Bike Trip: DuPont State Forest
See several waterfalls on a network of trails great for both mountain bikers and hikers, an easy day trip from Asheville. A seven-mile ride takes you to three impressive waterfalls, Triple Falls, High Falls and Bridal Veil Falls. Old logging roads are perfect for beginner bikers. Or, take a connecting trail for a more technical trek.
How to get there: From Asheville, head south on I-26 E toward the Asheville Regional Airport. Take Exit 40 toward Airport Rd. Then, take a right onto N.C. 280 toward Brevard. When you reach the Brevard area, turn left onto U.S. 64 East. Go 3.7 miles to the Penrose gas station. Turn right onto Crab Creek Rd. and go 4.3 miles to make another right onto DuPont Rd. Total Distance from Asheville is about 40 miles.
Fall Color: Graveyard Fields
This popular stop on the Blue Ridge Parkway is always one of the first and the most brilliant areas for the turning fall leaves in early October. Second Falls is a short walk from the Parkway. Or take the four-mile loop through the colorful meadow along the river to Upper Falls.
How to get there: From Asheville, take the Blue Ridge Parkway south to Milepost 418.8. There is a signed, designated parking area. Total distance from Asheville is 37 miles.
Walk Behind: Moore Cove Falls
There are only a few waterfalls that you can safely walk behind, and this one is the easiest to reach from Asheville. Located near Looking Glass Falls, the 50-foot waterfall cascades gently over an arching cliff. It’s a great one to take the kids to, since the three-quarter-mile hiking trail is not difficult. Check out our guide on the Moore Cove Falls trail to learn more.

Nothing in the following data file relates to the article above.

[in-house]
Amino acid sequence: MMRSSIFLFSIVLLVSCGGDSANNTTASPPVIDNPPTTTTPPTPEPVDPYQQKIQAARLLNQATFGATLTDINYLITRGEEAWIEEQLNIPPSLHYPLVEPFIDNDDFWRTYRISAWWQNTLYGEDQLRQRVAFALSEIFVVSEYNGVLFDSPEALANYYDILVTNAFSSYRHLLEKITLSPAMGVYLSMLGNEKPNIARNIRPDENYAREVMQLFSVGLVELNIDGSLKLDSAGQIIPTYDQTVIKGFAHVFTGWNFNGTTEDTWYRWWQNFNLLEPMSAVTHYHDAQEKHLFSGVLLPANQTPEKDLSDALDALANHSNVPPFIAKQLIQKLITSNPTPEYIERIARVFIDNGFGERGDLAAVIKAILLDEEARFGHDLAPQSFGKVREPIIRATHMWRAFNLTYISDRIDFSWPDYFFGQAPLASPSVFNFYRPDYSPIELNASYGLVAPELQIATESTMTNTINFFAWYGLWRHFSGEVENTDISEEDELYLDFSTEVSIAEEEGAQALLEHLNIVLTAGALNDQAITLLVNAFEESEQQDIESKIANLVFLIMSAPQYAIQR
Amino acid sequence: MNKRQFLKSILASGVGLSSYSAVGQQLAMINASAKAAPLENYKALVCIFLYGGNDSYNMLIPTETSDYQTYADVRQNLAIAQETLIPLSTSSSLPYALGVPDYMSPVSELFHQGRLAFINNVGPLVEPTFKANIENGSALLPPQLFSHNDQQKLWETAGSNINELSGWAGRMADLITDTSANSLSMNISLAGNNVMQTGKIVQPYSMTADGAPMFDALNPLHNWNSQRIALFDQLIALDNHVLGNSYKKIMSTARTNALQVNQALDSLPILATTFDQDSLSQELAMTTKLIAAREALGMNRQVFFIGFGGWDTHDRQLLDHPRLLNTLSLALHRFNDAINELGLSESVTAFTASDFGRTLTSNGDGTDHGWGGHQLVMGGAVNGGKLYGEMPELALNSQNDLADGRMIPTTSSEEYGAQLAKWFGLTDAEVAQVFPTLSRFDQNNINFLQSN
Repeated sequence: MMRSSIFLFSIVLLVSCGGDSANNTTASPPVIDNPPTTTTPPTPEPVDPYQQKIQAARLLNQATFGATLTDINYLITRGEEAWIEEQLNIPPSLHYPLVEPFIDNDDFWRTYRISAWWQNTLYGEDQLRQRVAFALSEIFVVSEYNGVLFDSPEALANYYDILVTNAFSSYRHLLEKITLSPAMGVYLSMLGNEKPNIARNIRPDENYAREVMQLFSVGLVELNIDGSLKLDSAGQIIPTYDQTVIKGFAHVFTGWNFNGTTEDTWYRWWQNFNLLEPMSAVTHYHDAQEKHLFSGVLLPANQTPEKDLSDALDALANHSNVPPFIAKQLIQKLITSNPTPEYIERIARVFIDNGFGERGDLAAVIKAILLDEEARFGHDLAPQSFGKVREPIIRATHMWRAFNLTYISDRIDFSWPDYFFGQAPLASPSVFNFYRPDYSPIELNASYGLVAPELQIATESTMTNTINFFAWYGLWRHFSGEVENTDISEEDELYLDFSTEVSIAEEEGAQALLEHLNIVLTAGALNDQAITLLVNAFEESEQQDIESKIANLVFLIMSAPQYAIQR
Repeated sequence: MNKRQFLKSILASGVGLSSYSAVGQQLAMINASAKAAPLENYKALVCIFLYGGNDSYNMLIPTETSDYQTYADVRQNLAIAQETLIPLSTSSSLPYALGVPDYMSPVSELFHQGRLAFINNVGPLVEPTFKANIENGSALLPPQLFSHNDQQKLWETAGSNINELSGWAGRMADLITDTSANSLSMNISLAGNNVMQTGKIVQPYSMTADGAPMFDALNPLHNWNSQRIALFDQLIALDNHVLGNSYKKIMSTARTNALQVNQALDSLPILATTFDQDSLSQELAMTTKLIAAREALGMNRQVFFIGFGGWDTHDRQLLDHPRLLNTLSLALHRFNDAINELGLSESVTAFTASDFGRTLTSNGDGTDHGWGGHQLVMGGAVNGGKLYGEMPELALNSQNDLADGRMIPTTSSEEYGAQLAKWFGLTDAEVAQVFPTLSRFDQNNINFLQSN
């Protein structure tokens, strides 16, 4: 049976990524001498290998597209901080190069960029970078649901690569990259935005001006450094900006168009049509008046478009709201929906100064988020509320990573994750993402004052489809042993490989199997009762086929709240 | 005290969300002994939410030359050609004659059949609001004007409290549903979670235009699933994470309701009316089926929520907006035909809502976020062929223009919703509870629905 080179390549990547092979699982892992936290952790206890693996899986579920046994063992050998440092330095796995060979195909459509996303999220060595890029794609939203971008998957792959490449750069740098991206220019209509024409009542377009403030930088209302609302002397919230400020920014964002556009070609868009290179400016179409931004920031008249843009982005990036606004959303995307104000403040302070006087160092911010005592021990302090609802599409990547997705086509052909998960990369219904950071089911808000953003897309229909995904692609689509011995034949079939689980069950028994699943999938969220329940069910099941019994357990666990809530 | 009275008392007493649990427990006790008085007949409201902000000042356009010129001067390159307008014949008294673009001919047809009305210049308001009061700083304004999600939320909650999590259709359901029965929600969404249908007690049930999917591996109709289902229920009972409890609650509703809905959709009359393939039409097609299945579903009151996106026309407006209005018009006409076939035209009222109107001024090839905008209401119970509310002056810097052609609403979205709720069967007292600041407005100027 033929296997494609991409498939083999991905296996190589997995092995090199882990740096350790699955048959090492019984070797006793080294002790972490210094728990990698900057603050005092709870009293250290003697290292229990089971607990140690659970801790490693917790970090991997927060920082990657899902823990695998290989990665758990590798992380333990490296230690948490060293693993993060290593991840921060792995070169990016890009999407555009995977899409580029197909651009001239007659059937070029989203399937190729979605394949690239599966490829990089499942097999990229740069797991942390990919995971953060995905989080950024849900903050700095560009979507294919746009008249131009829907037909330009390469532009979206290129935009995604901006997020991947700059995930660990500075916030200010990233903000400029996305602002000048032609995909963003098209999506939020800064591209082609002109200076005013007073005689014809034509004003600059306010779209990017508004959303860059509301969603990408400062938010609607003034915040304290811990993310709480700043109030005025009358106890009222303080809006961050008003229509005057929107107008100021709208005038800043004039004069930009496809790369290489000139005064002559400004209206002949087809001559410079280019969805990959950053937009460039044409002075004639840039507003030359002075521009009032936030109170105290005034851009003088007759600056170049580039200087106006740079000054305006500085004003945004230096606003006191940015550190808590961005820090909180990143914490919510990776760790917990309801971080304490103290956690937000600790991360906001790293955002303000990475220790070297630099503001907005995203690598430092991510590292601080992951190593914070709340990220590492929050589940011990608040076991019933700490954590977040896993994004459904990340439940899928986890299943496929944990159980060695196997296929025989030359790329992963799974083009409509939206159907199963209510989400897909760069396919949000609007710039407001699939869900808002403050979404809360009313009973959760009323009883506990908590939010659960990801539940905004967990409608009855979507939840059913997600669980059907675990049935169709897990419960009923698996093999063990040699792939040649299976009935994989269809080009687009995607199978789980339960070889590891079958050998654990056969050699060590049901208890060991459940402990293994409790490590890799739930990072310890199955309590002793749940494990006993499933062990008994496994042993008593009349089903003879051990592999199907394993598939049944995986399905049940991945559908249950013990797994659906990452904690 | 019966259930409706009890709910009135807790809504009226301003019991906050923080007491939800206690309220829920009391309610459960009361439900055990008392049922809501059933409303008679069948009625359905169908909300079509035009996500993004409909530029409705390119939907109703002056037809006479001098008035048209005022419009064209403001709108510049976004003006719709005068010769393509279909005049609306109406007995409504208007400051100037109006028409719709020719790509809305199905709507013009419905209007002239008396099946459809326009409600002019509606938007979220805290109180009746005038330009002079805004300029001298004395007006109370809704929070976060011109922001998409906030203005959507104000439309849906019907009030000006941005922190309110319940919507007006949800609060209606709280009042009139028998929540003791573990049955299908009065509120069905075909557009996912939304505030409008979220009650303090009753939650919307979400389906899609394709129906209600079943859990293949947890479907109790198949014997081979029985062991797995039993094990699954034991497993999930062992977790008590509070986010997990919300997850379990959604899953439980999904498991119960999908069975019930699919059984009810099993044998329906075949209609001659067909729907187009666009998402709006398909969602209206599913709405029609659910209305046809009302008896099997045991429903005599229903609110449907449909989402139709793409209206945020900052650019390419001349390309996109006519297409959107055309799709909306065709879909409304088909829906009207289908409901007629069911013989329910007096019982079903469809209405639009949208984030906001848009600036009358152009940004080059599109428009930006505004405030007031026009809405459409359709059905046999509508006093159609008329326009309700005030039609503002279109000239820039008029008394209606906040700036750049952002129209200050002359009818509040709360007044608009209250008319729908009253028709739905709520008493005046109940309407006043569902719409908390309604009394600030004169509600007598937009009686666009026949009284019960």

How to get there: From Asheville, head south on I-26 E toward the Asheville Regional Airport. Take Exit 40 toward Airport Rd. Then, take a right onto N.C. 280 toward Brevard. When you reach the Brevard area, turn right onto U.S. 276 N to enter Pisgah National Forest. Drive 6.5 miles to a paved parking area on the right. Total distance from Asheville is about 35 miles.
Bring the Dog: Catawba Falls
Your dog is guaranteed to enjoy this 3-mile roundtrip hike through the woodlands of Pisgah National Forest. The trail to the waterfall follows a cascading stream with plenty of spots for a quick splash in the water. And, it’s a great winter hike since this area seldom receives heavy snow. Remember to keep your dog leashed for their protection. For more, take a look at our guide to the Catawba Falls Trail. *Catawba Falls will be closed May 2, 2022 through Spring 2024 for major improvements*
How to get there: From Asheville, take I-40 east to Exit 73 (Old Fort). As you exit the interstate, take a right onto Catawba River Rd. Drive three miles to the parking area at the end of the road. Total distance from Asheville is about 25 miles.